Monday, February 4, 2013

USD Lending by Non-US Banks – Can wholesale funding schemes threaten USD Lending?

Today, a large share of USD lending is done by non-US banks. As explained by Victoria Ivashina, David S. Scharfstein, and Jeremy C. Stein in a recent FRB research paper (See below), this lending activity can be refinanced in three ways:

  • Retail USD funding: The foreign bank collects insured deposits in the US.

  • Wholesale USD funding: The foreign bank gathers uninsured and unsecured money market funds’ investments.

  • Synthetic USD funding: Initially, the foreign bank raises funds in local currency in its home country, through insured retail deposits. As a second step, it swaps these funds in USD via FX markets. Finally, the bank covers its USD exposure by selling USD forward for Euro.

In practice, wholesale USD funding prevails. This funding method has the consequence that the foreign bank’s USD lending becomes vulnerable to a (perceived) decline of its creditworthiness.

As a matter of fact, money market funds will cut back their exposure vis-à-vis the foreign bank in question. This is what actually happened in 2011 to European banks as a consequence of the expanding crisis in the Eurozone.

At the same time, the bank’s retail funding in its home market remains unaffected, due to a better reputation in its home market and, above all, the home country’s public deposit insurance in place. In theory, the foreign bank should, therefore, shift to synthetic funding to make up for the shortfall of its wholesale USD funding.

However, in practice, synthetic USD funding turns out to be more expensive than wholesale USD funding. As the authors explain in their paper, this is due to a violation of the covered interest parity (CIP).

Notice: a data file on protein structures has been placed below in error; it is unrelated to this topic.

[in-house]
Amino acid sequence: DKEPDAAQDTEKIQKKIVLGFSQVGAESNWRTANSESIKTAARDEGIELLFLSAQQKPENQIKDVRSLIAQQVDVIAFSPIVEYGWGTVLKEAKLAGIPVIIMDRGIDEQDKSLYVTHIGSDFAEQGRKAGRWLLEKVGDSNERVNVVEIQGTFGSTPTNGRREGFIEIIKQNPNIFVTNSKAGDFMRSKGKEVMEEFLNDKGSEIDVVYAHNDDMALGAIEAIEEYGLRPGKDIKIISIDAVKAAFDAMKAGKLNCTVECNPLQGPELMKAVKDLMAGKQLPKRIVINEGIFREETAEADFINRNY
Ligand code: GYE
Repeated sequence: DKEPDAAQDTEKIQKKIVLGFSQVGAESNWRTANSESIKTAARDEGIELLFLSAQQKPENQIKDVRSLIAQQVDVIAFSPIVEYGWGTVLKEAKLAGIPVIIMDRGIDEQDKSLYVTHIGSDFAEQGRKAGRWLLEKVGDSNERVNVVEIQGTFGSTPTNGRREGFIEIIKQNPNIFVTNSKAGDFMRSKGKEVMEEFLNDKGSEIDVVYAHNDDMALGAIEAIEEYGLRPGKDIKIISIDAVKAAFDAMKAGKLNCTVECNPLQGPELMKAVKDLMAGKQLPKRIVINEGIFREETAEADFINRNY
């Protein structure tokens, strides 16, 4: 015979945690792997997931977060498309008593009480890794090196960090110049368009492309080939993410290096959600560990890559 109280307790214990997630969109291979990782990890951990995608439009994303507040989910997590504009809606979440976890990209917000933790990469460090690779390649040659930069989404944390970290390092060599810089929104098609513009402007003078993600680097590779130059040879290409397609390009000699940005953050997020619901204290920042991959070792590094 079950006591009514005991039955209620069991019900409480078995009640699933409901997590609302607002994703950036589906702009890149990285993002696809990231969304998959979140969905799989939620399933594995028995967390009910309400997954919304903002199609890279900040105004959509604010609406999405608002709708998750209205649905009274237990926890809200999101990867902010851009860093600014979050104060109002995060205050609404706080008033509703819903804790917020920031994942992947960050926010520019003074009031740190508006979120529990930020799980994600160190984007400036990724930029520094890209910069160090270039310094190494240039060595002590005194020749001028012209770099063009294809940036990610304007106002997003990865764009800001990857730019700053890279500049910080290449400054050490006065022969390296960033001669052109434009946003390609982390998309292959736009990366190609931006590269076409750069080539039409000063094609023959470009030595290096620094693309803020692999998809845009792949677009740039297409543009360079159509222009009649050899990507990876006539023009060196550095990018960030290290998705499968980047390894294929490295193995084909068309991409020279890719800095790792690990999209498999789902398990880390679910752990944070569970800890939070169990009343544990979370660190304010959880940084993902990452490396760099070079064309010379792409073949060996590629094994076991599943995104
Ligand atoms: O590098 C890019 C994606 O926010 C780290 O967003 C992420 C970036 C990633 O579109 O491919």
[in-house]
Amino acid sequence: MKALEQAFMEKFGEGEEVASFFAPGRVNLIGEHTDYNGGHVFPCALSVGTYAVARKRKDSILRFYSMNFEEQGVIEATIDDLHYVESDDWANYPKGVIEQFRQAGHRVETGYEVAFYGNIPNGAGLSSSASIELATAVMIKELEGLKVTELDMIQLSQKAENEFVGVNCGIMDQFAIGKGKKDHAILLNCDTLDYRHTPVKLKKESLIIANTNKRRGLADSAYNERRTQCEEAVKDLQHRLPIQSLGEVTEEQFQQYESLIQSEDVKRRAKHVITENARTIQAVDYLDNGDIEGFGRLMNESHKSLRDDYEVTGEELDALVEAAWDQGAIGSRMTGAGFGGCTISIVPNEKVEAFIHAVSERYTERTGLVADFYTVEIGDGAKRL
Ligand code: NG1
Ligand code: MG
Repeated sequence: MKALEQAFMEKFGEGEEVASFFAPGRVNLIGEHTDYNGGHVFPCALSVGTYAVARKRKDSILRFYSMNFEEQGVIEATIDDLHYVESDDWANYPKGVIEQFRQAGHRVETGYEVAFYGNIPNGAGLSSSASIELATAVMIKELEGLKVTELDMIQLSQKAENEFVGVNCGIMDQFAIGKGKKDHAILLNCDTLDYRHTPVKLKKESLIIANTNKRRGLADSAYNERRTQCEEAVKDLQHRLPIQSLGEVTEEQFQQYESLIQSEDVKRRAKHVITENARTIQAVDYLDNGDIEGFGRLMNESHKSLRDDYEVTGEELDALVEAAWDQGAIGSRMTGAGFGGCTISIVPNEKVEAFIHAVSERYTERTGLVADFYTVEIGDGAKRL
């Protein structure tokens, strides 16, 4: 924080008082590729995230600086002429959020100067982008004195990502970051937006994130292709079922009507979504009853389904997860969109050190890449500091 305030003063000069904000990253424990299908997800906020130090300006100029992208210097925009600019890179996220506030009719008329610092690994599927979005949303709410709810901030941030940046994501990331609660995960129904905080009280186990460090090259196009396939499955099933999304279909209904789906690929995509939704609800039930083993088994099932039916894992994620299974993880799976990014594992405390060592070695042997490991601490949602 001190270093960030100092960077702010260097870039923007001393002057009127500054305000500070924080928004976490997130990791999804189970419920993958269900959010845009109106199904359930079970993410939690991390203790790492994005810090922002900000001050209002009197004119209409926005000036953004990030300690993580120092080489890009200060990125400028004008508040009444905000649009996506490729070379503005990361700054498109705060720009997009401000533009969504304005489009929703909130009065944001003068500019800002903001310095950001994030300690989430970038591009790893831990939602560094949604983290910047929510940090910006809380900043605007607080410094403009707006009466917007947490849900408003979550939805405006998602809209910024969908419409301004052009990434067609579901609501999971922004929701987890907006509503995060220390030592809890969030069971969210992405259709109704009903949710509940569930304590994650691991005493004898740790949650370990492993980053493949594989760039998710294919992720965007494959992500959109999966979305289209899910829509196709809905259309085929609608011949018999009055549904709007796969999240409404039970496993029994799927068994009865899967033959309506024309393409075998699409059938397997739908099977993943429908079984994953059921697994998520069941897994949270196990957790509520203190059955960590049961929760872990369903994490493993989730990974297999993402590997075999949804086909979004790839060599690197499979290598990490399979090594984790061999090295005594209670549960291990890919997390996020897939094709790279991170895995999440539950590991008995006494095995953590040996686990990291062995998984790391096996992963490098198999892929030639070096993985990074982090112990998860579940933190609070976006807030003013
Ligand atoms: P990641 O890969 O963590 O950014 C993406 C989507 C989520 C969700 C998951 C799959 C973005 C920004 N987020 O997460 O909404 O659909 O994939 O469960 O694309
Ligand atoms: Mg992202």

As a matter of fact, if interest rate parity holds, the USD forward price would only depend on the interest differential:

F (t) = S (0) * [(1 + iDomestic Currency) / (1 + iForeign Currency)]


F (t) = the forward exchange rate for the maturity t
S (0) = the current spot exchange rate
iDomestic Currency = the domestic interest rate on financial securities with maturity t
iForeign Currency = the foreign interest rate on financial securities with maturity t

However, this relationship will be affected negatively by a large surge in demand for FX forwards and by a limited capacity on the part of arbitrageurs to post collateral related to such forwards.

As a consequence, USD lending by the foreign bank will decline, relative to its home currency lending.


To better understand the context of the above discussion, I have gathered some data. A a caveat, the data below does not always relate specifically to USD Lending. However, it still gives a good overview over the issues at hand.

Until the financial crisis, European banks have substantially increased their external asset positions. Recently, the Lehman Brothers’ bankruptcy and the Eurozone crisis have lead to a 24 % decrease of such exposure.

As a matter of fact, US assets and loans of foreign banks are less stable over time, compared to those of US banks.

This graph shows the growing importance of foreign banks on the US loan market: The share of US banks fell from 82 % in 1980 to 66 % in 2012.

This graph shows quite well the shift of foreign banks' US assets from European banks to Asian banks.